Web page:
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Digging for buried history
Archaeological dig aims at re-creating farm where James Monroe was born

 Helen Marie Taylor and Lee Wouters walk on the property located near Colonial Beach.
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Date published: 7/8/2006

• Photos by REBECCA SELL

The Free Lance-Star

A RE-CREATION of James Monroe's birthplace in Westmoreland County will begin with shovel holes in the ground next month.

That's when archaeologists from the College of William & Mary say they will begin digging test holes in search of artifacts at the 70-acre site near Colonial Beach.

The test holes may help locate structures that were on the property when President James Monroe was born there in 1758, said G. William Thomas Jr., president of the James Monroe Memorial Foundation.

Archaeologists Joseph B. Jones and David W. Lewes met Thursday with Thomas and other foundation officials at the wooded tract south of Colonial Beach on State Route 205.

"It's a fantastic site," said Jones, director of William & Mary's Center for Archeological Research. "It's not as densely vegetated as we expected."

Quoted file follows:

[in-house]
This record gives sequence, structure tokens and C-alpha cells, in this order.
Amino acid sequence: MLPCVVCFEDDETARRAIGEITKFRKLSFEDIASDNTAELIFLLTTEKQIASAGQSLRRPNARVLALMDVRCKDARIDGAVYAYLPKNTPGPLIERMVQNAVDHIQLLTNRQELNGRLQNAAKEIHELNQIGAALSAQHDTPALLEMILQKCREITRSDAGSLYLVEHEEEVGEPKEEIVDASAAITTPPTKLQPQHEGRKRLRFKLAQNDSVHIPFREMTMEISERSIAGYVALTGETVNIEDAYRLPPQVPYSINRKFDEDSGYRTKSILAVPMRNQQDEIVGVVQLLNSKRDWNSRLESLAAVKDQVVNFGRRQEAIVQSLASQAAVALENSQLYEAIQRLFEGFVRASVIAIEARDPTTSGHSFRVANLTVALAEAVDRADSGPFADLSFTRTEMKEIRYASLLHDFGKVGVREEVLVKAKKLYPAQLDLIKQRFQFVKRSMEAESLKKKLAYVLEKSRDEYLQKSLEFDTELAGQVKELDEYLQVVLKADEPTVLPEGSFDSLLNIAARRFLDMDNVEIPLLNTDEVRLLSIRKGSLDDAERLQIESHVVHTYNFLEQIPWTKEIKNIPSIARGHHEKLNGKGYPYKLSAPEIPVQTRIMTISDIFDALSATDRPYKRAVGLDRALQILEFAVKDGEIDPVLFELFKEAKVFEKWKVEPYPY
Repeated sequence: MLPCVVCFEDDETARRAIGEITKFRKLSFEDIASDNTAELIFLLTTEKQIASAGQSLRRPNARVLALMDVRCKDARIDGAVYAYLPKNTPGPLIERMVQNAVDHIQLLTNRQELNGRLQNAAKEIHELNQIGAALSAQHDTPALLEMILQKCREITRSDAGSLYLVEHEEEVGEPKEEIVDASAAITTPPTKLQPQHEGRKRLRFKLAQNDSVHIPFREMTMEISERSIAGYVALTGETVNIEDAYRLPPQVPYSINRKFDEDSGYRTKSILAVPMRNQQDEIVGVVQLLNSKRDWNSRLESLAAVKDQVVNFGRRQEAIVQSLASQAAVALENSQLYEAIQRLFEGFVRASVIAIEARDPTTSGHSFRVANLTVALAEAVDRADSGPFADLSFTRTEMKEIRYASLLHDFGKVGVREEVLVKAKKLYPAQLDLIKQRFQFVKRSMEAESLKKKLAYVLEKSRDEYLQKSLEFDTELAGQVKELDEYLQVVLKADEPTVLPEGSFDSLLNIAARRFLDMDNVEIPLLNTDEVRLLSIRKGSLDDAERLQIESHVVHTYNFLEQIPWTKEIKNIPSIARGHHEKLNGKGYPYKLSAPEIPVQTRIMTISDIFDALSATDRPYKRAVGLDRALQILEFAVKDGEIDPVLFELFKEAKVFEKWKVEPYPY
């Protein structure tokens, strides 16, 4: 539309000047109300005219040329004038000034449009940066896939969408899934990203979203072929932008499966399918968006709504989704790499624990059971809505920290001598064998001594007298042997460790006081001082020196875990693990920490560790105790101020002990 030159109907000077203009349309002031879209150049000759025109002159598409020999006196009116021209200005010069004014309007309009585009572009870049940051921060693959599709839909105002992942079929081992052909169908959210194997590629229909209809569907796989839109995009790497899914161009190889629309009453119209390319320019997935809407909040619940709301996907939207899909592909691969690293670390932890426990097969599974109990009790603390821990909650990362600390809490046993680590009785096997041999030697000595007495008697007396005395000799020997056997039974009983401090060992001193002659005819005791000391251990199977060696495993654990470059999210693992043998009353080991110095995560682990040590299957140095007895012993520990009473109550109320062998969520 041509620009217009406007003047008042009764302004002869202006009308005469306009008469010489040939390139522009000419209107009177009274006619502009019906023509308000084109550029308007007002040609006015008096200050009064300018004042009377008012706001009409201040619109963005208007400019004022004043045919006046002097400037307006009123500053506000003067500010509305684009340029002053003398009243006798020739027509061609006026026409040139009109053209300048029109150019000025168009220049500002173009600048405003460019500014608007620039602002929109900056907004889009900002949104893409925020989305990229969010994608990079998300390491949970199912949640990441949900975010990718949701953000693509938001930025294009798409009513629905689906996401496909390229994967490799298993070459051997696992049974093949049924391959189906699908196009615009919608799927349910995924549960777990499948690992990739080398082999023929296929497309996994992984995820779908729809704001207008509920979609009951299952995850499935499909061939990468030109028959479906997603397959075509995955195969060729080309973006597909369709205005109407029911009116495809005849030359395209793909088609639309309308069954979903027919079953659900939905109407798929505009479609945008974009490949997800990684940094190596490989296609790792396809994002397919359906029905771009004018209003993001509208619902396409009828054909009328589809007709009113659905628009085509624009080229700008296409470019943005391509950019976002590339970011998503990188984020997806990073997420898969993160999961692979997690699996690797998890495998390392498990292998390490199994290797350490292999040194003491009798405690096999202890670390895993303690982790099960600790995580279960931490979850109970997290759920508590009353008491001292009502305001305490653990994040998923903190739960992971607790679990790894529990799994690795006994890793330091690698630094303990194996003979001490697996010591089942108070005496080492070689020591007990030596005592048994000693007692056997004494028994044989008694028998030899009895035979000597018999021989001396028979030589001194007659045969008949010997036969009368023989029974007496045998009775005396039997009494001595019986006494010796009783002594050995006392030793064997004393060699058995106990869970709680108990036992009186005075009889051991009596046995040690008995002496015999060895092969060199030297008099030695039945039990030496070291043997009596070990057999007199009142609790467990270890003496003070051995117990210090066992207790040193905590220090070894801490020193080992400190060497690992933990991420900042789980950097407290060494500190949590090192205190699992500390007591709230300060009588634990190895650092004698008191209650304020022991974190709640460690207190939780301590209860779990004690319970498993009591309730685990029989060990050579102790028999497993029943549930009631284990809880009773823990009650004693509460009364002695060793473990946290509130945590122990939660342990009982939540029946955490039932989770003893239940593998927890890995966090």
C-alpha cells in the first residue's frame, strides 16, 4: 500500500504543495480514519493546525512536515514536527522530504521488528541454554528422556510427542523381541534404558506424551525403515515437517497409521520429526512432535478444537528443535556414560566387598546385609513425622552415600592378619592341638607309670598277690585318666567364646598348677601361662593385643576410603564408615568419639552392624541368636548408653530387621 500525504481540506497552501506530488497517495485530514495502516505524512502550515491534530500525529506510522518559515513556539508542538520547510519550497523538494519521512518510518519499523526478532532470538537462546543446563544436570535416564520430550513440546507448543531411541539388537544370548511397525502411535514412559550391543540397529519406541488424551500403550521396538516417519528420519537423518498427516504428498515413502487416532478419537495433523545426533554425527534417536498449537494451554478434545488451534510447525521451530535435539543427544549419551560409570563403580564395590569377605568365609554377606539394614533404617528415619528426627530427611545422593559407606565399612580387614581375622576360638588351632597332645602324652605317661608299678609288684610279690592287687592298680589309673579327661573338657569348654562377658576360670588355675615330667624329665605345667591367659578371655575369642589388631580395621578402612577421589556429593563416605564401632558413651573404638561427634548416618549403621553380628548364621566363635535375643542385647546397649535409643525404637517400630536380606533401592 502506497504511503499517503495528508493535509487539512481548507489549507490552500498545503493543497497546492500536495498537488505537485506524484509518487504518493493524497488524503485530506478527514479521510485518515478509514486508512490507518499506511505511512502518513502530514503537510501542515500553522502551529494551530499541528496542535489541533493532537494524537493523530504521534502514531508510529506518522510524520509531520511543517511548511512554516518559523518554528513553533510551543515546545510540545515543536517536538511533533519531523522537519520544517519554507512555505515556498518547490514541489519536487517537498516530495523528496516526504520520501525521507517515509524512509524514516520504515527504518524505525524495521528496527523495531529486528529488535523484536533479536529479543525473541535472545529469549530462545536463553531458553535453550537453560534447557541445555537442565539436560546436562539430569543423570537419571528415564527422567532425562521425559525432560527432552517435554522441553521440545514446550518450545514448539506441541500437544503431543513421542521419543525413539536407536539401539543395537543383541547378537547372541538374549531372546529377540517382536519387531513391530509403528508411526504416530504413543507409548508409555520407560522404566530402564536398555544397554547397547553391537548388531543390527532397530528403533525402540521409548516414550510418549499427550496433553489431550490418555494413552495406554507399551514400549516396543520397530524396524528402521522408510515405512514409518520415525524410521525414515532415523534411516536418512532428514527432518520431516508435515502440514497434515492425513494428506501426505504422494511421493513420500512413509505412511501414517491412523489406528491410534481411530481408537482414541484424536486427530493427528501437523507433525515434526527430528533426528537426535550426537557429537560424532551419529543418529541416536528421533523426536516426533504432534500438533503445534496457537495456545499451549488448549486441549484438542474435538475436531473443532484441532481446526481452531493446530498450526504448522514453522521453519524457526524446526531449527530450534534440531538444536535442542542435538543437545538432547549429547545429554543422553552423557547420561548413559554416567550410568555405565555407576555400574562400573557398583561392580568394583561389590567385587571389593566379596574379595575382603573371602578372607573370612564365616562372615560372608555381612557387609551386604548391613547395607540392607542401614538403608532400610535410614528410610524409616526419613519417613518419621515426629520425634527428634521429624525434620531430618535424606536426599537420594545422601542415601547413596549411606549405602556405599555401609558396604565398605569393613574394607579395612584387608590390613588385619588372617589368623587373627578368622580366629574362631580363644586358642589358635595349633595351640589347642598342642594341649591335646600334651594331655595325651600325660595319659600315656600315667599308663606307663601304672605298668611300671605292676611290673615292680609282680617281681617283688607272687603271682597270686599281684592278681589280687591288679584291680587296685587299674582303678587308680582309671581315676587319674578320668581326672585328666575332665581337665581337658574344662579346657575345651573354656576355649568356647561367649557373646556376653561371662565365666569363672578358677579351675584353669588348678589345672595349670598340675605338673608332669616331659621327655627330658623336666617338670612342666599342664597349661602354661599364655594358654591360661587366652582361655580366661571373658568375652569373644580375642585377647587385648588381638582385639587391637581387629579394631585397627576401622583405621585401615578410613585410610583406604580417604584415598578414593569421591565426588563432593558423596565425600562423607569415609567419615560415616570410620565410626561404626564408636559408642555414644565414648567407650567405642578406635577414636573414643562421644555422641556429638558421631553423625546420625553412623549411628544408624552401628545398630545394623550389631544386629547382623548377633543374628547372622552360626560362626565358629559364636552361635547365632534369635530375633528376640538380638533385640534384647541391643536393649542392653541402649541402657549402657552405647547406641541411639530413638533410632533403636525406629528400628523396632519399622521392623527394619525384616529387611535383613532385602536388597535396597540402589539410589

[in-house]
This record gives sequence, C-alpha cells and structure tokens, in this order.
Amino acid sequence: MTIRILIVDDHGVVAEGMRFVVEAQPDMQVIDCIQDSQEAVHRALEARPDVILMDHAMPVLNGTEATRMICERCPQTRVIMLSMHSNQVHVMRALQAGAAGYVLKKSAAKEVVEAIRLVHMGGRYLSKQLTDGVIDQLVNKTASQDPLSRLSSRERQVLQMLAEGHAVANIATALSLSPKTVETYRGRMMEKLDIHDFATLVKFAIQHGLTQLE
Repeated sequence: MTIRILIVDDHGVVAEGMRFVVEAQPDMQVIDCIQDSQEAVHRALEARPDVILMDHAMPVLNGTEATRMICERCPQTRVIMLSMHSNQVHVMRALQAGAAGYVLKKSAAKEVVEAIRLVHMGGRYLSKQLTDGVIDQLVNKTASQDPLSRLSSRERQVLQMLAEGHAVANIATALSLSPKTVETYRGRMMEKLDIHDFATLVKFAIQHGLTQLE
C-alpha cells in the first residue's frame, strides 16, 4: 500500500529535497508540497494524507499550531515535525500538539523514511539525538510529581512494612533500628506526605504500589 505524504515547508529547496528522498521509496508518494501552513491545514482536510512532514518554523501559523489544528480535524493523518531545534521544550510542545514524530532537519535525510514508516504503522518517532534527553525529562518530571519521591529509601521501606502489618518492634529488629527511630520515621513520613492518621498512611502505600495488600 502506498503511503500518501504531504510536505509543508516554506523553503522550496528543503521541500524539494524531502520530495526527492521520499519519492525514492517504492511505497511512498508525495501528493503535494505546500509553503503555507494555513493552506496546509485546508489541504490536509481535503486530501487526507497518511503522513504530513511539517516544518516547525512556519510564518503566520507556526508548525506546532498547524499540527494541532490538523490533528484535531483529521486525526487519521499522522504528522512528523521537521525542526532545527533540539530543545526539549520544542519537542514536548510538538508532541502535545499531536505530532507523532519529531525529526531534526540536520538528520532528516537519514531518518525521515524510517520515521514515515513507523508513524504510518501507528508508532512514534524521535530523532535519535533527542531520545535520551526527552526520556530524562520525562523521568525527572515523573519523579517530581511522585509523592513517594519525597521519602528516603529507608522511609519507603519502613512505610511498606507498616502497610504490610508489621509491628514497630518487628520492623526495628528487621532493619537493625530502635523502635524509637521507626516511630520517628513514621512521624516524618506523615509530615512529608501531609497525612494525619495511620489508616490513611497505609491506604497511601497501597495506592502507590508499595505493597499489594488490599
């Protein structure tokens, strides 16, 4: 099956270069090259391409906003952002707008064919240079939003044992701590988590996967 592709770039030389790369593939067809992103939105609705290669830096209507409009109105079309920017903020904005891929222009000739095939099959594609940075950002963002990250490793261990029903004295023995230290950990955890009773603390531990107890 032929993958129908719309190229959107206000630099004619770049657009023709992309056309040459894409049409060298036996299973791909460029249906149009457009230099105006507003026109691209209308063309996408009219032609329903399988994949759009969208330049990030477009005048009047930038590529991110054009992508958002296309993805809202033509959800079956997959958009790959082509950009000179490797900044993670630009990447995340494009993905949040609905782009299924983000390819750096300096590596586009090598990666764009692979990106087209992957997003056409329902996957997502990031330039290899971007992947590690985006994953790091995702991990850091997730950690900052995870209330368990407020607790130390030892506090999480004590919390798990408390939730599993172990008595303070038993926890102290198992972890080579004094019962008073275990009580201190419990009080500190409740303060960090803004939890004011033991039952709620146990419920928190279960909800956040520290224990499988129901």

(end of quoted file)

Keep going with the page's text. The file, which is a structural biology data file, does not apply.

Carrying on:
Jones was a member of the W&M archaeological team that explored the 550 acres of the George Washington Birthplace National Monument in 1997 and 1998. That work, he said, "will give us expectations of what we might find at the Monroe site just a few miles away."

Last year, the Monroe foundation signed a 99-year lease with Westmoreland County for 10 acres of the site where the foundation hopes to build a replica of the Monroe farm.

The county plans to develop a park on the rest of the property, complete with a small visitors center that will look like a brick tobacco barn.

Archaeologists in 1976 discovered the foundations of the modest house where the fifth president was born. A 19th-century etching of the house also exists.

Monroe lived there until he was 16. The school he attended was nine miles away. Future Chief Justice John Marshall was a classmate.

It was also in the Westmoreland woods where Monroe honed his skills as an outdoorsman that served him well as a soldier in the Revolution and later.

At 16, Monroe left his Westmoreland home to attend the College of William & Mary in Williamsburg. He never again lived in the county of his birth.

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